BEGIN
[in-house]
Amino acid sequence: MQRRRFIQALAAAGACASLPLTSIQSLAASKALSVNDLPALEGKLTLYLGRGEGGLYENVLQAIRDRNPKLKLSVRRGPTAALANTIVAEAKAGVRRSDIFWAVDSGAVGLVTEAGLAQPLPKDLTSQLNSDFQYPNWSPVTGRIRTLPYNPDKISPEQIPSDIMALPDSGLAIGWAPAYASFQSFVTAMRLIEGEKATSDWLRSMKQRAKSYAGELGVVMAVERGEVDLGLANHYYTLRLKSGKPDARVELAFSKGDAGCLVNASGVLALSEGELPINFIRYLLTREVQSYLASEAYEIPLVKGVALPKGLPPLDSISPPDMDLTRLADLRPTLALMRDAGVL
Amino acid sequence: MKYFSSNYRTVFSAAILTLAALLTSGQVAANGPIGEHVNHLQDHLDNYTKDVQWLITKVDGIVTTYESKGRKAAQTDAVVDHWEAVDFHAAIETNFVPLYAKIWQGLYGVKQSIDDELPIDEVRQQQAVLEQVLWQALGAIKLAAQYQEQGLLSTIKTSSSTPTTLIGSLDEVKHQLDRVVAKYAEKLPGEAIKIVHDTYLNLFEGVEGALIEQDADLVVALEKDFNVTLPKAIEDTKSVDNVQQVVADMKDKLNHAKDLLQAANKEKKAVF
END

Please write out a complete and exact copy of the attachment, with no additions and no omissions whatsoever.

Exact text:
[in-house]
Amino acid sequence: MQRRRFIQALAAAGACASLPLTSIQSLAASKALSVNDLPALEGKLTLYLGRGEGGLYENVLQAIRDRNPKLKLSVRRGPTAALANTIVAEAKAGVRRSDIFWAVDSGAVGLVTEAGLAQPLPKDLTSQLNSDFQYPNWSPVTGRIRTLPYNPDKISPEQIPSDIMALPDSGLAIGWAPAYASFQSFVTAMRLIEGEKATSDWLRSMKQRAKSYAGELGVVMAVERGEVDLGLANHYYTLRLKSGKPDARVELAFSKGDAGCLVNASGVLALSEGELPINFIRYLLTREVQSYLASEAYEIPLVKGVALPKGLPPLDSISPPDMDLTRLADLRPTLALMRDAGVL
Amino acid sequence: MKYFSSNYRTVFSAAILTLAALLTSGQVAANGPIGEHVNHLQDHLDNYTKDVQWLITKVDGIVTTYESKGRKAAQTDAVVDHWEAVDFHAAIETNFVPLYAKIWQGLYGVKQSIDDELPIDEVRQQQAVLEQVLWQALGAIKLAAQYQEQGLLSTIKTSSSTPTTLIGSLDEVKHQLDRVVAKYAEKLPGEAIKIVHDTYLNLFEGVEGALIEQDADLVVALEKDFNVTLPKAIEDTKSVDNVQQVVADMKDKLNHAKDLLQAANKEKKAVF